August Soybean Update

August 11, 2022

The news is somewhat better in soybeans in that they have some time on their side in hopes of receiving rainfall.  Most soybeans are in full bloom (R1) to pod set (R2) stage of development.  They have begun to show dramatic signs of moisture stress in that they are shrinking in size and are beginning to abort the initial pods that had been set.  It is not uncommon for soybeans to abort the initial pods however, some of the plants have ceased blooming.  They can “wake up” with rain but, they are reaching a critical point in moisture use within the reproductive phases of development.

In some areas, haying your drought stressed soybean crop may be considered.   Harvesting immature soybeans for forage offers a way to salvage some value from the crop. Many problems exist, however, when soybeans are harvested as forage.


Soybean hay is extremely difficult to make. The stems dry slowly and several days are needed for the forage to reach the proper dry matter content. The leaves dry quickly and shatter during hay making and the hay is extremely dusty.   Tonnage estimates are difficult, because of variety and height variables.  If you are able to retain most of the leaves the feeding value would be comparable to alfalfa.


Soybeans also are difficult to ensile. The high concentration of fat (about 10%) inhibits bacteria in the silage and fermentation is slow and often incomplete. The silage may have a high pH and may allow the growth of molds and other deleterious microorganisms. The best approach to using soybeans as a forage is to mix them with corn plants during silo filling. The corn provides soluble carbohydrates for the bacteria and dilutes the fat in the soybeans. A mixture of about 1 part corn and 1 part soybean works well. A higher ratio of corn to soybeans will not be detrimental but avoid using more than 1 part soybean to 1 part corn. In large diameter upright silos, adequate mixing usually occurs when one load of corn is unloaded followed by one load of soybeans. In smaller diameter upright silos one-half load of soybeans followed by one-half of a full load of corn will usually result in adequate mixing. For silo bags, mixing is difficult. The ratio of corn to soybeans should be increased and the amount of soybeans put in the silo at one time should be small. The best solution would be to chop about one-fourth to one-half load of soybeans and fill the rest of the wagon with corn.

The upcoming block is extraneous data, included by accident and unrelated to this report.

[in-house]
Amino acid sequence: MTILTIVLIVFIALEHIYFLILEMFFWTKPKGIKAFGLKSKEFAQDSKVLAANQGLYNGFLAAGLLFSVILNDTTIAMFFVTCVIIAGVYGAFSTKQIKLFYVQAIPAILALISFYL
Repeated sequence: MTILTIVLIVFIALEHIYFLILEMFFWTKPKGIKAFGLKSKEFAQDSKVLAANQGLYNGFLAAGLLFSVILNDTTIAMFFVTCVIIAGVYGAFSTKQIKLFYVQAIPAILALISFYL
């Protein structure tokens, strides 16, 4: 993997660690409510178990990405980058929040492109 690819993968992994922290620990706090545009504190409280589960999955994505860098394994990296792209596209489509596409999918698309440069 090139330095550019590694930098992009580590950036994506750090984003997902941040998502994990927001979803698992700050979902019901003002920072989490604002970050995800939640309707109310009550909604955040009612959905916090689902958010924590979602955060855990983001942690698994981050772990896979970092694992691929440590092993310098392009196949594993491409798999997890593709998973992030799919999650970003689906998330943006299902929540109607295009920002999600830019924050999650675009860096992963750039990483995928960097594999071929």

The amount of soybean silage or hay that can be fed is limited because of the fat content. If the forage contained about 10% fat, the total amount of soybean forage that should be fed to cows is 10 lbs. of dry matter. Higher amounts will reduce fiber digestion and may cause decreased feed intake. Other sources of vegetable fat (for example, roasted soybeans) should not be included in the concentrate mix. About 20 lbs. of dry matter from a mix of 50% corn and 50% soybeans could be fed.

Because harvesting procedures and maturity will have a substantial impact on the nutritional value of soybean forage, a feed test is extremely important. Beyond the standard nutrients (protein, fiber, minerals), the forage should also be analyzed for total fat. The amount of fat from soybeans fed should not exceed 1 lb.

**Courtesy University of Wisconsin.

Dr. John MacNamara, Wilbur-Ellis Agronomist